Manhattan-project



noun
1.
U.S. History. the unofficial designation for the U.S. War Department’s secret program, organized in 1942, to explore the isolation of radioactive isotopes and the production of an atomic bomb: initial research was conducted at Columbia University in Manhattan.
noun
1.
(during World War II) the code name for the secret US project set up in 1942 to develop an atomic bomb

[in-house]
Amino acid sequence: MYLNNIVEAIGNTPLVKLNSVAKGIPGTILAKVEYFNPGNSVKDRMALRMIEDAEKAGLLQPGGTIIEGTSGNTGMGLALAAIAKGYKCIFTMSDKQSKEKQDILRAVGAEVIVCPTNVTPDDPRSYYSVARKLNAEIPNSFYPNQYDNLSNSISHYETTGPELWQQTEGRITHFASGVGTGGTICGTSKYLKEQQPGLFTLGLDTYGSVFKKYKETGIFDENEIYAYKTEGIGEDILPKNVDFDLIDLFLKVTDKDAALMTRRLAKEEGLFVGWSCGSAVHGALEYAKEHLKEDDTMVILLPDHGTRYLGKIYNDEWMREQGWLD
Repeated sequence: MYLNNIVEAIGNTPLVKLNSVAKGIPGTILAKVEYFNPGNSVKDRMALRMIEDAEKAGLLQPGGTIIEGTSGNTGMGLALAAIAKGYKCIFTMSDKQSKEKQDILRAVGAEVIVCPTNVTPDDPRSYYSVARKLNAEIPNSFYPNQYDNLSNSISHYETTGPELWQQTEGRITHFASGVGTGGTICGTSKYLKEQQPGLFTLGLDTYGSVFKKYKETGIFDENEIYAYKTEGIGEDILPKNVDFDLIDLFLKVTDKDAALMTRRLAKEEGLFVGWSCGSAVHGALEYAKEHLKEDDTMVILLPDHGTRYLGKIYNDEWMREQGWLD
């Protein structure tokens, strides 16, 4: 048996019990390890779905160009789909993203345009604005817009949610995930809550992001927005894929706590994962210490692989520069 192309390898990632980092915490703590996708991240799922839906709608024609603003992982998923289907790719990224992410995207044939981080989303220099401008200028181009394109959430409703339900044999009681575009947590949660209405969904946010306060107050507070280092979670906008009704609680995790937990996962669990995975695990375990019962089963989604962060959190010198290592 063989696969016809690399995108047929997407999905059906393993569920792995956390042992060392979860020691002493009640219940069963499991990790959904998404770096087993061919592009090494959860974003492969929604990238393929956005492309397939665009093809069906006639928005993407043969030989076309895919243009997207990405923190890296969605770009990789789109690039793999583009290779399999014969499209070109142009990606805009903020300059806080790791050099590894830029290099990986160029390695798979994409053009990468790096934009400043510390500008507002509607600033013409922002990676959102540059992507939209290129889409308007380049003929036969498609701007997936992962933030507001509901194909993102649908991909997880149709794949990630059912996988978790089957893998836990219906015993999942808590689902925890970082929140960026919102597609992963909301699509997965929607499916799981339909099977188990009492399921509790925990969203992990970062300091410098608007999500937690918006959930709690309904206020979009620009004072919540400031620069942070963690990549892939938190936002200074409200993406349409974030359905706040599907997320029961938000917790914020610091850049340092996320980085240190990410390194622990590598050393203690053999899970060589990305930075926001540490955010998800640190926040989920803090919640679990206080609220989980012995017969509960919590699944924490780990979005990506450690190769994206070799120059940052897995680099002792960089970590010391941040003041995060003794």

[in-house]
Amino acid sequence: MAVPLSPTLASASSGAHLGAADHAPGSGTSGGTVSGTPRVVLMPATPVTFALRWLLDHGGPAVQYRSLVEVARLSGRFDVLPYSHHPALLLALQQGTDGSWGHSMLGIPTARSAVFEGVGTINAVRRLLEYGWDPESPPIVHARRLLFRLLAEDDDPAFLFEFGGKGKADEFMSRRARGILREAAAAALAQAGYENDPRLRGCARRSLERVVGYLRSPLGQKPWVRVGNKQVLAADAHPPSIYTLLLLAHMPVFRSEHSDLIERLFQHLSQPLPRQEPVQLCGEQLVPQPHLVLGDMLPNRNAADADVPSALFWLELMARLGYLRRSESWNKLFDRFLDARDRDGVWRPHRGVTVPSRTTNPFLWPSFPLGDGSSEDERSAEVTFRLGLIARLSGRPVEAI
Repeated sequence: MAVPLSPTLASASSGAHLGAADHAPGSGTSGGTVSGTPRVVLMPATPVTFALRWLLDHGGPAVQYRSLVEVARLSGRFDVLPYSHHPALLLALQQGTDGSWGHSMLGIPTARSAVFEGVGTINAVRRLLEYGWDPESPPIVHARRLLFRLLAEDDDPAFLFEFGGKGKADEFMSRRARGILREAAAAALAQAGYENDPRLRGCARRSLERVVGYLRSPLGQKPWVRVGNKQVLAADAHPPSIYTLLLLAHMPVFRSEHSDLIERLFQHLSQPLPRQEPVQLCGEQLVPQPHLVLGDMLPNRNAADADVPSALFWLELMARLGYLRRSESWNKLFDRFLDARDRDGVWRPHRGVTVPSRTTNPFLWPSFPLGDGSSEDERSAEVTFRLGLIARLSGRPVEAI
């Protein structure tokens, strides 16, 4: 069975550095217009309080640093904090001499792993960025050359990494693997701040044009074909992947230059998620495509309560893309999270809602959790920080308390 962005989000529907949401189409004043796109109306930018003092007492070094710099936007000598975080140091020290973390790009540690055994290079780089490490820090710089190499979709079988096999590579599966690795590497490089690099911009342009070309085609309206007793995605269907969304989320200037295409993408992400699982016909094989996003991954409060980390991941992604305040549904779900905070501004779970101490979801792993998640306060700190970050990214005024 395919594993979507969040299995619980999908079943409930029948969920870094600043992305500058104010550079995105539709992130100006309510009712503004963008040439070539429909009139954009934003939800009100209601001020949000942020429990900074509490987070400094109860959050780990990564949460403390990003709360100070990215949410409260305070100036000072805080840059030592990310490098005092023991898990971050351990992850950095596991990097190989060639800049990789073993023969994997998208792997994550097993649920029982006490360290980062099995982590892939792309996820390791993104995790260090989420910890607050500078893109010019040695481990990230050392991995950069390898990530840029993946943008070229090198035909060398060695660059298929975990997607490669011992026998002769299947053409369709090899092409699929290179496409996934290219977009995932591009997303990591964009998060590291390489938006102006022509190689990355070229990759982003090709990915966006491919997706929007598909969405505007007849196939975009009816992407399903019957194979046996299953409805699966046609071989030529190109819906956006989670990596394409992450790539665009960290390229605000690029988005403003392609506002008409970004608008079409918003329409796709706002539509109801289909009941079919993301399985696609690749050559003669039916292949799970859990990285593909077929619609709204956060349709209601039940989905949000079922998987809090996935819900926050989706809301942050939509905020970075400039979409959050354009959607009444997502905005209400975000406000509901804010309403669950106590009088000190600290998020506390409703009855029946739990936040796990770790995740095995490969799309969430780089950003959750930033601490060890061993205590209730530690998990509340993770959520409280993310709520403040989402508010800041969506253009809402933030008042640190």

The code name for the effort to develop atomic bombs for the United States during World War II. The first controlled nuclear reaction took place in Chicago in 1942, and by 1945, bombs had been manufactured that used this chain reaction to produce great explosive force. The project was carried out in enormous secrecy. After a test explosion in July 1945, the United States dropped atomic bombs on the Japanese cities of Hiroshima and Nagasaki.

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